1 November 2012 - "Designer drugs", "legal highs" or "bath salts" - whatever they are labelled as, psychoactive substances have become a major concern in all regions of the world, particularly given their considerable public health consequences and their potentially even fatal effects.
The term "new psychoactive substances" covers a wide range of substances that often have pharmacological properties and effects similar to those of internationally controlled drugs. This diverse group includes synthetic cathinones, which are similar in structure to amphetamines and synthetic cannabinoids in mimicking the effects of THC, the main active ingredient in cannabis. Piperazines, often sold as ecstasy, are another group of new psychoactive substances that were first encountered in established markets for amphetamine-type stimulants.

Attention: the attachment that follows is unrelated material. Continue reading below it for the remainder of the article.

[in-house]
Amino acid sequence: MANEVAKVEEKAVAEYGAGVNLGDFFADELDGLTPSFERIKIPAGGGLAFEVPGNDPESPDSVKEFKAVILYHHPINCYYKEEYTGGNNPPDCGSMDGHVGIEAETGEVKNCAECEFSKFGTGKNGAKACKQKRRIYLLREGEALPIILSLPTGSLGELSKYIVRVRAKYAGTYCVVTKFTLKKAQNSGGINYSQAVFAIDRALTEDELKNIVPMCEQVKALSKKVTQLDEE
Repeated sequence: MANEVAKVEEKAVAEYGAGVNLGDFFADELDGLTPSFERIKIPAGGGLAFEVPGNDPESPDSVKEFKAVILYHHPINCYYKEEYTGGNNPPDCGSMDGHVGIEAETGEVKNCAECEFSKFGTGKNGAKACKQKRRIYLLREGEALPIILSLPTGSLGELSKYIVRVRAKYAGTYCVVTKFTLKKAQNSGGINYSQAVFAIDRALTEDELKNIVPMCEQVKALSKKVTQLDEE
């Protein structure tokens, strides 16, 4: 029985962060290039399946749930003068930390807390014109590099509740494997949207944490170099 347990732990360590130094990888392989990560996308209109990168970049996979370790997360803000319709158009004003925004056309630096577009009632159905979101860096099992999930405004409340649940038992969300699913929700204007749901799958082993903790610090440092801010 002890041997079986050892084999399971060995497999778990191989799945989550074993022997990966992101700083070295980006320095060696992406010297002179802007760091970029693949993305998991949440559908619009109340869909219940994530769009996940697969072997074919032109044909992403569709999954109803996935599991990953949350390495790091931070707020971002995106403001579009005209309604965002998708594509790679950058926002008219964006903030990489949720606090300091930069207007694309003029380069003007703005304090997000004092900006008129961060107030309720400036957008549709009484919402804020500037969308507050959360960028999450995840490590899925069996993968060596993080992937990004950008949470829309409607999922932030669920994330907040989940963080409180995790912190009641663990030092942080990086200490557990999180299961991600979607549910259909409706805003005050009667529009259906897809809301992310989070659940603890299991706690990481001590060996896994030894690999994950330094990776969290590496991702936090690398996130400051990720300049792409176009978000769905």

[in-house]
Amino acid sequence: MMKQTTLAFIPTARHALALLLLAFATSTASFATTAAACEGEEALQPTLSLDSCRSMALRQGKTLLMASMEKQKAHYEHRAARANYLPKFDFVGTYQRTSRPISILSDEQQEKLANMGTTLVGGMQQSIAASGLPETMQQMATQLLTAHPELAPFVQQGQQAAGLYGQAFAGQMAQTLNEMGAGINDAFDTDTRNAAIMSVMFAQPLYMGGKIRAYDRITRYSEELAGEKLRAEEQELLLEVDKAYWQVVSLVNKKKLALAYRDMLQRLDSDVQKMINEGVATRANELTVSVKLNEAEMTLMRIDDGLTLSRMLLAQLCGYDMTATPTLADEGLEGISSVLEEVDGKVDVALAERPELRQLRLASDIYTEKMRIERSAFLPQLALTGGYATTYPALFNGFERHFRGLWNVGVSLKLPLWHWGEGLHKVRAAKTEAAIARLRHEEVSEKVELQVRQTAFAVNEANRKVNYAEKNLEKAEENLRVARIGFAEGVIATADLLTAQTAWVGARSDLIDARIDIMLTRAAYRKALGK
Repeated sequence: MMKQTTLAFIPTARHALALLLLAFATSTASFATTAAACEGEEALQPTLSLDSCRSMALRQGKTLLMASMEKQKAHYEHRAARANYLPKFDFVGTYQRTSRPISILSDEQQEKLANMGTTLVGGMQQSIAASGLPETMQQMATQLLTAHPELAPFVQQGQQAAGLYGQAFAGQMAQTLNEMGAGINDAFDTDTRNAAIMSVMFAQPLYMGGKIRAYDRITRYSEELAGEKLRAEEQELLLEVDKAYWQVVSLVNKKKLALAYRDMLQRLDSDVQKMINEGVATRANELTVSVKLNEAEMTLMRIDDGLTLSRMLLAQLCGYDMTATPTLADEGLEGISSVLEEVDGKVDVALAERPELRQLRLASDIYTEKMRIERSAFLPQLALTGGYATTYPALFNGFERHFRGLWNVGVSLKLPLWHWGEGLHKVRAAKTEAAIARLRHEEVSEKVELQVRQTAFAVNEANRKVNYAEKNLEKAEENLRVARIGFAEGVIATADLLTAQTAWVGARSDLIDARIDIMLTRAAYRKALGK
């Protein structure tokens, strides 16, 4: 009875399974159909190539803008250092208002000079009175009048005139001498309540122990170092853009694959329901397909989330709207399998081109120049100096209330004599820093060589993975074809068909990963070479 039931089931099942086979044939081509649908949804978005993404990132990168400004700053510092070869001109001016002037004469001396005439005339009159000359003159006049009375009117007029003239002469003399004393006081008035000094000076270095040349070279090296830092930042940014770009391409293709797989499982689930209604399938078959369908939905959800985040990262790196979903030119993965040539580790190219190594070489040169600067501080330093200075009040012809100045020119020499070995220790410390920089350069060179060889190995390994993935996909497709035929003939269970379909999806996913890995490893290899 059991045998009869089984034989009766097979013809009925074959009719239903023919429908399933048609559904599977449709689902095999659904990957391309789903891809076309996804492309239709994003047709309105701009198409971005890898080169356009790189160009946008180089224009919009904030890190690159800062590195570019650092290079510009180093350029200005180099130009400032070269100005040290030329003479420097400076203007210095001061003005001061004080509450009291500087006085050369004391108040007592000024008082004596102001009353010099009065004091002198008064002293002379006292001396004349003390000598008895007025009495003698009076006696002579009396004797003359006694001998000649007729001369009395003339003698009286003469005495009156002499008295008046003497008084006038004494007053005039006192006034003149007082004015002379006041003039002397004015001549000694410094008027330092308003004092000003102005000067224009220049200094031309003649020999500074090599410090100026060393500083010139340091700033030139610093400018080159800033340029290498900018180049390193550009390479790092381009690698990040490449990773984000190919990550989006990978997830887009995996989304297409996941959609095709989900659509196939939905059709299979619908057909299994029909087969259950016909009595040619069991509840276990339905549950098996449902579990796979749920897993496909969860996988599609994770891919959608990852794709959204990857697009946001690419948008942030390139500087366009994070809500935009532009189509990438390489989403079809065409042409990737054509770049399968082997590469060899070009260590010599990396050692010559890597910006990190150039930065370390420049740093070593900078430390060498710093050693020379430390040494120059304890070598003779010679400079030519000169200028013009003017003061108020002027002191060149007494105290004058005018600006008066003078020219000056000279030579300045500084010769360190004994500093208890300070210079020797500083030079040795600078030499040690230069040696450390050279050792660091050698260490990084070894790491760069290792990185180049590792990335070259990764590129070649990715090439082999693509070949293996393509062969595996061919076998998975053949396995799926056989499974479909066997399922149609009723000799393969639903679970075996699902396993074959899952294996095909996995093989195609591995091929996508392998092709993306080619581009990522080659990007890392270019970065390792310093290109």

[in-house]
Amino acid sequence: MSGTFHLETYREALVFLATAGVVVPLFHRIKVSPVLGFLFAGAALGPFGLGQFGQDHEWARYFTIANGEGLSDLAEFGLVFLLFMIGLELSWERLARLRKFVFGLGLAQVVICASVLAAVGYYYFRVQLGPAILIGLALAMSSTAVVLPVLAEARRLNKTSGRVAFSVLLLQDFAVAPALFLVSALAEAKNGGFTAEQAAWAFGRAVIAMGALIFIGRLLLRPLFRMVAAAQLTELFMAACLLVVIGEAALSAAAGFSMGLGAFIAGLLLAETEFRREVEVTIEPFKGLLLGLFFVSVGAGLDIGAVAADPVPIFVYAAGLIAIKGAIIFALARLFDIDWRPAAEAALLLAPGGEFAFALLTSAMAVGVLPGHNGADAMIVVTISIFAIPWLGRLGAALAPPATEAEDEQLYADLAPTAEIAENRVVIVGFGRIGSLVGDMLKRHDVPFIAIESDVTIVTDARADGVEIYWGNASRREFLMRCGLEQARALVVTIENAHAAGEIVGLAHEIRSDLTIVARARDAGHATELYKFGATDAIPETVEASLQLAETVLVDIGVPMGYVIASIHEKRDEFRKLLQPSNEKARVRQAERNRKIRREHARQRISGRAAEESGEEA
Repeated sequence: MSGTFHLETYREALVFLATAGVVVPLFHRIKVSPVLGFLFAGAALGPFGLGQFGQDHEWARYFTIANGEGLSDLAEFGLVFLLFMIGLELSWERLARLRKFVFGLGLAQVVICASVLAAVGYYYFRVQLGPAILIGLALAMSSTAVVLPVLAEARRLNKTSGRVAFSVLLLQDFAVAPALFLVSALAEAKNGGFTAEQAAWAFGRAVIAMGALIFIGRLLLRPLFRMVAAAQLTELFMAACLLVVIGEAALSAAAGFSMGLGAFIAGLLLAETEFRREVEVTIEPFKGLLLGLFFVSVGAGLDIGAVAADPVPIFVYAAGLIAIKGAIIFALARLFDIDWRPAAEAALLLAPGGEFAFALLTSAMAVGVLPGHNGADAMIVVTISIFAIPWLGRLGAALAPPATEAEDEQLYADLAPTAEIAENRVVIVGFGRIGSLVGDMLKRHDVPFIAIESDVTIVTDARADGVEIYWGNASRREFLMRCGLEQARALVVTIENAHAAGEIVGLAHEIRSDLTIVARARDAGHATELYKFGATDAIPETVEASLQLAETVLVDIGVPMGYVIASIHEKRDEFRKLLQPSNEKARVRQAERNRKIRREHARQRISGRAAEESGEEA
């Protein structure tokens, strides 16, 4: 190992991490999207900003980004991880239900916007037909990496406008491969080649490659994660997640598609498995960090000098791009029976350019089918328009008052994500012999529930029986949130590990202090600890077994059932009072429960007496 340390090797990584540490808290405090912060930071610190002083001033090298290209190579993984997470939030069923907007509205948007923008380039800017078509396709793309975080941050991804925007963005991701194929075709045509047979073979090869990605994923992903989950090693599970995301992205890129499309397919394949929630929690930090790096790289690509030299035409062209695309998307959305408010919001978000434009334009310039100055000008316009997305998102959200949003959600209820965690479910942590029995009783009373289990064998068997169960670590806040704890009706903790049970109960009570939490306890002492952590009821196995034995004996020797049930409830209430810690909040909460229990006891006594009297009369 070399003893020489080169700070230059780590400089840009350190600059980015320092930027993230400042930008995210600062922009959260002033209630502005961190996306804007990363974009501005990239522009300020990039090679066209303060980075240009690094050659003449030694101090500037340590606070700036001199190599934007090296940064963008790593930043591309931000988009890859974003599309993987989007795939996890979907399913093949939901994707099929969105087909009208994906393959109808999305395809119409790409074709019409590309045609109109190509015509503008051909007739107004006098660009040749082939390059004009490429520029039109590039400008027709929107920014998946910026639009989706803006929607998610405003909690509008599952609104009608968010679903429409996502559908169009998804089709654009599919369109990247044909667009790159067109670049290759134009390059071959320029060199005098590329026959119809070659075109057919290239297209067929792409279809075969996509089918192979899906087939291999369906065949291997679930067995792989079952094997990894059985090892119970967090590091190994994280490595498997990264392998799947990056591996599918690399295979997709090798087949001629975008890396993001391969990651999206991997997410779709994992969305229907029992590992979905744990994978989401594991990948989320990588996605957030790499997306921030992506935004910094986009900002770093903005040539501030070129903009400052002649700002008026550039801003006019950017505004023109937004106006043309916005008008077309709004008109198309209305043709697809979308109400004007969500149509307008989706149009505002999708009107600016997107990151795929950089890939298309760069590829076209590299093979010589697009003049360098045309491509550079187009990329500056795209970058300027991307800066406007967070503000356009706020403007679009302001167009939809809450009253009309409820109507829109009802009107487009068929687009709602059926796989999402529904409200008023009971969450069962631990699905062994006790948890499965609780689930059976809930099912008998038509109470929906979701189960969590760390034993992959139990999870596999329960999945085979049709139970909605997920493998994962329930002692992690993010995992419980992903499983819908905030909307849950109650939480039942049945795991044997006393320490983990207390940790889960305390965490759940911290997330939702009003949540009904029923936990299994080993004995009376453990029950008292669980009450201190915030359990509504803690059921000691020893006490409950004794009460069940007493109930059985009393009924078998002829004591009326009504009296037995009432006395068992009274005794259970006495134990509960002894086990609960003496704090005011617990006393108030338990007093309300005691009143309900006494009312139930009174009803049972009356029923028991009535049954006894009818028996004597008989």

While new drugs have always appeared on illicit drug markets, the pace at which such substances have emerged in recent years has accelerated considerably. Last year in Europe alone, 49 new psychoactive substances were reported to the European Monitoring Centre for Drugs and Drug Addiction.
No such figures are available at the global level, however, owing to the absence of an early warning system for these substances.
To fill this gap, UNODC operates a network of drug-testing laboratories through the international collaborative exercises programme, which for the first time allows laboratories from around the globe to monitor their performance in drug testing. Participating drug-testing laboratories also report at six-month intervals on the new substances that they have analysed.